From 1999 to 2019, rates of cancer deaths declined steadily among Black people in the United States. Nevertheless, in 2019, Black people still had considerably higher rates of cancer death than people in other racial and ethnic groups, a large epidemiologic study has found. The study was led by researchers at the National Cancer Institute, part of the National Institutes of Health, and the findings appeared May 19 in JAMA Oncology.
“Even though there has been a decline in cancer mortality nationally among Black people, they continued to bear a higher cancer burden overall than all other racial and ethnic groups studied,” said Wayne R. Lawrence, PhD, of the Metabolic Epidemiology Branch in NCI’s Division of Cancer Epidemiology and Genetics, who led the study.
Lawrence and his colleagues used death certificate data from the National Center for Health Statistics to analyze age-adjusted cancer death rates by age, sex, and cancer site among non-Hispanic Black people ages 20 and older in the United States. They then compared cancer death rates in 2019 among Black men and women with those in other racial and ethnic groups.
Between 1999 and 2019, more than 1 million Black men and women ages 20 and older died of cancer. During that period, cancer death rates among this group decreased by 2 percent per year, with a more rapid decrease among men (2.6 percent per year) than women (1.5 percent per year).
Death rates declined for most cancer types; the most rapid decreases were in lung cancer among men (3.8 percent per year) and stomach cancer among women (3.4 percent per year). However, over the same 20-year period, deaths from liver cancer increased among older Black men and women and deaths from uterine cancer increased among Black women.
Lawrence noted that the overall declines in cancer death rates in Black people could be due to some combination of improved access to screening, earlier detection, advances in treatment, and behavioral changes, such as declines in cigarette smoking.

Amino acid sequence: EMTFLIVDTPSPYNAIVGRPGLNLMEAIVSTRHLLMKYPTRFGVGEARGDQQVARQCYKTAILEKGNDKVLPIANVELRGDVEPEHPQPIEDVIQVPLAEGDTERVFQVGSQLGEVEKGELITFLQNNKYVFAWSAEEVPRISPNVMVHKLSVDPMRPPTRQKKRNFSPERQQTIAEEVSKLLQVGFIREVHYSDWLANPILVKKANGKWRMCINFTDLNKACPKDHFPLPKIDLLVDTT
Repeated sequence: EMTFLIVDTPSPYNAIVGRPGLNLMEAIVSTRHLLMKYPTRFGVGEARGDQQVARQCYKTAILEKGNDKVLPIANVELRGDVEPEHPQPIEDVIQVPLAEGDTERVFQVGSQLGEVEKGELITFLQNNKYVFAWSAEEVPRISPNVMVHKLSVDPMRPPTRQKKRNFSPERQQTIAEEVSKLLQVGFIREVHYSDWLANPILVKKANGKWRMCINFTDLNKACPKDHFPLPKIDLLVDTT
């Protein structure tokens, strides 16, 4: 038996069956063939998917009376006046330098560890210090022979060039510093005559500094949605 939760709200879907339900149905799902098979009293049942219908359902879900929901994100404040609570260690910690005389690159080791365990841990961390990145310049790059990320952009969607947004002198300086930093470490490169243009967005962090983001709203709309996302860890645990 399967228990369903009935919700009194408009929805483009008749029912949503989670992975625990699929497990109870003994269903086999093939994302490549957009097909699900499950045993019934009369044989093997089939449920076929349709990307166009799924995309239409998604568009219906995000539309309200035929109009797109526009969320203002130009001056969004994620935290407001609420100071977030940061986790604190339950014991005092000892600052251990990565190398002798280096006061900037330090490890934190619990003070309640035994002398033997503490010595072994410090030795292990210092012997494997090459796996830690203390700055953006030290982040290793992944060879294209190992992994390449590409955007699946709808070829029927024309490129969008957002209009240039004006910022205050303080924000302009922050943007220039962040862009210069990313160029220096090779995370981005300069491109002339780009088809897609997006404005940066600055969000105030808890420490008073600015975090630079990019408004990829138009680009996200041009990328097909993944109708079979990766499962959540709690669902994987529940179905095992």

In their comparison of cancer death rates among racial and ethnic groups in 2019, the researchers found that Black men and women had higher rates of cancer death, both overall and for most cancer types, than White, Asian or Pacific Islander, American Indian/Alaska Native, and Hispanic/Latino men and women.
For example, the prostate cancer death rate among Black men was nearly five times higher than among Asian or Pacific Islander men. The breast cancer death rate among Black women was nearly 2.5 times higher than among Asian or Pacific Islander women.
“The disparity in deaths likely reflects systemic and preventable barriers to getting quality care. Whether it’s screening for cancer, timely diagnosis, or the receipt of proven treatments,” Lawrence explained. “Black individuals continue to have a delay in care or receive poorer care than their White counterparts.”
One limitation of the study is the broad groupings used for race and ethnicity, which could make it harder to tease out differences among people who are racially categorized as Black, Lawrence said. Another limitation is the potential misclassification of race and ethnicity and of underlying cause of death recorded on death certificates.
One cause for concern, he noted, is the disproportionate effect of COVID-19 on access to cancer-related medical care in Black communities in the United States, such as a larger decline in breast cancer screening among Black women compared with White women.
“These factors could cause the decline in cancer death rates among Black individuals to slow in coming years,” Lawrence said.
- This press release was originally published on the National Institutes of Health website